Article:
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  • Writer's pictureSusannah Powers Stengel

An Immodest Broposal


Spoilers For: Season 3 Workaholics, but I think you'll forgive me.

I just finished a "Let's Get Weird" full series binge of Workaholics (2011-2017). I loved it, despite (and ultimately, because of) the show's consummate penis-based idiocy. When my boyfriend began watching the show a few weeks ago, I remembered seeing a few episodes here and there in the past, and I found myself assuming the worst of media created by and starring burnout straight white boys. My brain's knee jerk reaction to such content? This show is full of asshats, and watching it may dilute my personal potential to overthrow the patriarchy and achieve gender equality. And yet, I stayed on the couch. There, I watched Anders, Adam, and Blake fail to self-actualize again and again. What kept me glued to male ineptitude on screen despite my hatred of it in lived practice?

Workaholics upends toxic masculinity with pure satire. Workaholics carries the viewer through an endless parade of male failures, and their antics makes men look stupid for the better.

Flaccid machismo anybody? They've got it, and they'll flaunt it.

Sexual rejection, workplace insensitivity, being tricked into a porno, missing social cues and romantic opportunities, failing to captivate a waiting crowd, rendered idiotic by a throng of teen girls, locked and thrown out of a party while hosting that same party. When I watch Workaholics, I am watching the just and correct face plant that all burnout white privileged boys should have--and the comedy of their ongoing project of failed masculinity delights me to no end because all the Landons and Davids and Johnathans I went to high school with just cheated on my paper, said whatever they wanted, and still dated the hot girls.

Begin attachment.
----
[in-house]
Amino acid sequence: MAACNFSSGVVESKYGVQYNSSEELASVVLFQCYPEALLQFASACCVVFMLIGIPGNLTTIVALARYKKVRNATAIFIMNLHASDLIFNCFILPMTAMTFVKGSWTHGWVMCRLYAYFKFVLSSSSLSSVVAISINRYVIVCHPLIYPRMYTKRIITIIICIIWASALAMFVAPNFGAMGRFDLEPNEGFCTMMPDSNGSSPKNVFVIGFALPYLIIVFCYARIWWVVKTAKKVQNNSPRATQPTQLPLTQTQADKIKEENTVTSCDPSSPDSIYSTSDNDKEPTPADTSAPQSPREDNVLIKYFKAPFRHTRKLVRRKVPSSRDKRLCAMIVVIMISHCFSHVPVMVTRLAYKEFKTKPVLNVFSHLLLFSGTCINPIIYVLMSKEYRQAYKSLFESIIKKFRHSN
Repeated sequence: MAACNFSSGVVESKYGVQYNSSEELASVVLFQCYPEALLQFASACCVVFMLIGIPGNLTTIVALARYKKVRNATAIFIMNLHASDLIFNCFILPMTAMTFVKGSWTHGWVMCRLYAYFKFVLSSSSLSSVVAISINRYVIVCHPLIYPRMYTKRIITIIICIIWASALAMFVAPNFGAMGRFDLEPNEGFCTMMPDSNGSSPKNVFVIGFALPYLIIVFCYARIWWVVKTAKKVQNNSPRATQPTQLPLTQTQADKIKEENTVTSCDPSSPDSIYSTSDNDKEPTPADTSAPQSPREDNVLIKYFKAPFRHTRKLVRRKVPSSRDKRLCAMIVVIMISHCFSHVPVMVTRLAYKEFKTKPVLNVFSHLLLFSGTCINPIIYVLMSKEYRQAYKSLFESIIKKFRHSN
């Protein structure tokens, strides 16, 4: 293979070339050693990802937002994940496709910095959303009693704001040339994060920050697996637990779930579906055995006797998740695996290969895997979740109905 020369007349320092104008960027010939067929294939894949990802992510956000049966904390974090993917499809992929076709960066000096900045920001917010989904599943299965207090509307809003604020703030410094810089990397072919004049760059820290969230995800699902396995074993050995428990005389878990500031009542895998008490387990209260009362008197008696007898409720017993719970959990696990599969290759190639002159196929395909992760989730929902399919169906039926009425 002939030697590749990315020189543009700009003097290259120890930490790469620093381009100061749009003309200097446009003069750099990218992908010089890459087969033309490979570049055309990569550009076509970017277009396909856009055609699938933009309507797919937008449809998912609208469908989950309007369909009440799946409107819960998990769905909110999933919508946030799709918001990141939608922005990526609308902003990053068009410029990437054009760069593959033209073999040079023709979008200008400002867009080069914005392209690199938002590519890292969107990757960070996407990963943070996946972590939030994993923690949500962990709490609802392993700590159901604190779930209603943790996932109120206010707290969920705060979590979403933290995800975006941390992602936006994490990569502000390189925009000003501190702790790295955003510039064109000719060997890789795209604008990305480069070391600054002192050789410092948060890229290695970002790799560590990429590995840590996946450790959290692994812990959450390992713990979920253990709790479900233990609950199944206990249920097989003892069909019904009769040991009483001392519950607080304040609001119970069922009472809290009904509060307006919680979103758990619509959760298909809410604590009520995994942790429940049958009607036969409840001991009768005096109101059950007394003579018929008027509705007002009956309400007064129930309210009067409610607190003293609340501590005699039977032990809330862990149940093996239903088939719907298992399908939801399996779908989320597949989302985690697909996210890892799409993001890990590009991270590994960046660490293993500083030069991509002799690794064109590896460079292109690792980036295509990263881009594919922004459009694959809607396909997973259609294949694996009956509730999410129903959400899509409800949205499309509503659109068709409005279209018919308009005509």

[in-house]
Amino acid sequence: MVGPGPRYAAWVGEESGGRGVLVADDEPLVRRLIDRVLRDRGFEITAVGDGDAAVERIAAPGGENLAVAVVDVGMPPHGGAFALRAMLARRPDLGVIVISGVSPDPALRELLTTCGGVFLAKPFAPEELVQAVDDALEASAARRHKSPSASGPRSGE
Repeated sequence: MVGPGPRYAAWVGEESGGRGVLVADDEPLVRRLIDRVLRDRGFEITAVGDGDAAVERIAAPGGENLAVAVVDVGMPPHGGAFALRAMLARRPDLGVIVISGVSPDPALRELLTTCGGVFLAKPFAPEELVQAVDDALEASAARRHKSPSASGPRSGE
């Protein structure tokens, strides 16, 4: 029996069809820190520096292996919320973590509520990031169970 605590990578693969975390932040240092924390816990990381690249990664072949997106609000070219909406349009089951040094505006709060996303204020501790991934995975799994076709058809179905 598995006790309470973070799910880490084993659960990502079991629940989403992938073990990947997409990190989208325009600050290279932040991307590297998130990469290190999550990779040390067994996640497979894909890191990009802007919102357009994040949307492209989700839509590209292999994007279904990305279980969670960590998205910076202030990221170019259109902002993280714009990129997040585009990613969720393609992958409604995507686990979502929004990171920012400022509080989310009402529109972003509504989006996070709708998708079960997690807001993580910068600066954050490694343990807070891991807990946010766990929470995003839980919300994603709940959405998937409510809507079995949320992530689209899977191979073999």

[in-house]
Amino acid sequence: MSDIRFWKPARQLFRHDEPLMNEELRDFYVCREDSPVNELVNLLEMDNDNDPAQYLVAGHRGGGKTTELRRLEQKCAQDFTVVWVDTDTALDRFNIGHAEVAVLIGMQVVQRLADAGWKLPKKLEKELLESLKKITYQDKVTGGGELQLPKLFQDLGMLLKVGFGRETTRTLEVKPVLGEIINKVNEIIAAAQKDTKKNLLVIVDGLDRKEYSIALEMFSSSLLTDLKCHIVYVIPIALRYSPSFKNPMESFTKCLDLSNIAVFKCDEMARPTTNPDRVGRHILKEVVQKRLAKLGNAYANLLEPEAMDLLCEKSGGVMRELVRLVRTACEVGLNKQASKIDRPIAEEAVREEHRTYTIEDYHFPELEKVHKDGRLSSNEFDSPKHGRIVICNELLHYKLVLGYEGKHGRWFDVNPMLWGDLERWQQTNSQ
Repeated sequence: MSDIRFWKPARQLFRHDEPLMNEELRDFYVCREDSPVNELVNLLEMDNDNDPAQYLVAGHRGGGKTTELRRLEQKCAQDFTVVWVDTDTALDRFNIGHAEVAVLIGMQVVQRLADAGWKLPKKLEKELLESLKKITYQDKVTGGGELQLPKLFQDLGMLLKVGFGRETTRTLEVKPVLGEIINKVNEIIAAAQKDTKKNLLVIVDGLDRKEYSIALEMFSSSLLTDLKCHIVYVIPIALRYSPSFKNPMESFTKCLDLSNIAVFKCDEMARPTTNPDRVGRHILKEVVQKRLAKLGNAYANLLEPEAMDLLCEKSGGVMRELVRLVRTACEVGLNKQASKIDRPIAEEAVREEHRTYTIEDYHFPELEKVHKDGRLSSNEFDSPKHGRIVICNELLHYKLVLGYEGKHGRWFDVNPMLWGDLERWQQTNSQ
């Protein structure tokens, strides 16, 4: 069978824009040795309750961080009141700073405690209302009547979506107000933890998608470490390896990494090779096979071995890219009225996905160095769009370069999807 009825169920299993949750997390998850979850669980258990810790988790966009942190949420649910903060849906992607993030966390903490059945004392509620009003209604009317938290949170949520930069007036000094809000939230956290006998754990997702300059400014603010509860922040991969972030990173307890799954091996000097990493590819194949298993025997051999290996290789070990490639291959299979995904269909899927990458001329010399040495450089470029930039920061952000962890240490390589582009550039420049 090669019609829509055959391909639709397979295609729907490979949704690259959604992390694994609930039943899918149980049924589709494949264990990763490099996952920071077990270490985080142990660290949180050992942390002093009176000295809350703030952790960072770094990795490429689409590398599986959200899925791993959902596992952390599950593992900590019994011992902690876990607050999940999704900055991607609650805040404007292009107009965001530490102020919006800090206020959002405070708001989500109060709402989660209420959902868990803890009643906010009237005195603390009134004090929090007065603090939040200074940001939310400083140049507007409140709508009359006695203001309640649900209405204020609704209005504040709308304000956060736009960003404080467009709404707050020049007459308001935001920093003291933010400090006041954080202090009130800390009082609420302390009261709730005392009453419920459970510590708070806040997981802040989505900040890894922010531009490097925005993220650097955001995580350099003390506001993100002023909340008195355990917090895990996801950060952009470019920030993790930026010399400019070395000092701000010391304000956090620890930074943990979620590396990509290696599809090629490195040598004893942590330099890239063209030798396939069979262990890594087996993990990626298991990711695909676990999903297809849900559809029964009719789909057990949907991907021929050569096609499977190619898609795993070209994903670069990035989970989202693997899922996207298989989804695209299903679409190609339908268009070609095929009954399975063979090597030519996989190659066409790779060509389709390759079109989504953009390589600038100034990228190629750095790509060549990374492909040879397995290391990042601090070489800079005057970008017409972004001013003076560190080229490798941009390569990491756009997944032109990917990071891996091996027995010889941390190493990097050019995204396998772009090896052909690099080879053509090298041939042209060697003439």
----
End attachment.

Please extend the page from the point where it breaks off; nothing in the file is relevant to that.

Careless white boys too often win in life, but Adam, Ders, and Blake have to eat the shit they sow.

What makes their shit-stained bro love story so special is the way they will always update their version of masculinity and make themselves as ridiculous as possible to build a braj brand together.



The boys become inadvertent champions of queer love when they attend a local mega church performance entitled "The Lord's Force." The Lord's Force is full of, in their words, "buff ass dudes," and they cannot wait to see them chop blocks, rip phone books, and lift extreme weights skywards.

Their fascination with muscles, bulge, and the perfection of the male form has to wait a few hours. While they wait to meet the swoll stars in the parking lot, they treat us to a mumbling, punk-ass, mic-passing rap battle. Their failure to succeed always makes me feel so good.

After the show, Ders, Adam, and Blake befriend two of the stars, Samson and Ram, and initiate them to their don't-give-a-fuck culture with several rounds of drinks.

Samson and Ram, thus loosened, kiss in the parking lot. The trio spies them, and unfortunately, so does their pastor (played with spittle-flecked passion by the fantastic Tim Heidecker). While Samson and Ram claim their lusty moment was simply an act of "gay chicken," their papa pastor's not buying it, and they are thrown from The Lord's Force. Our beastly boys immediately offer to let the hunks crash at their pad.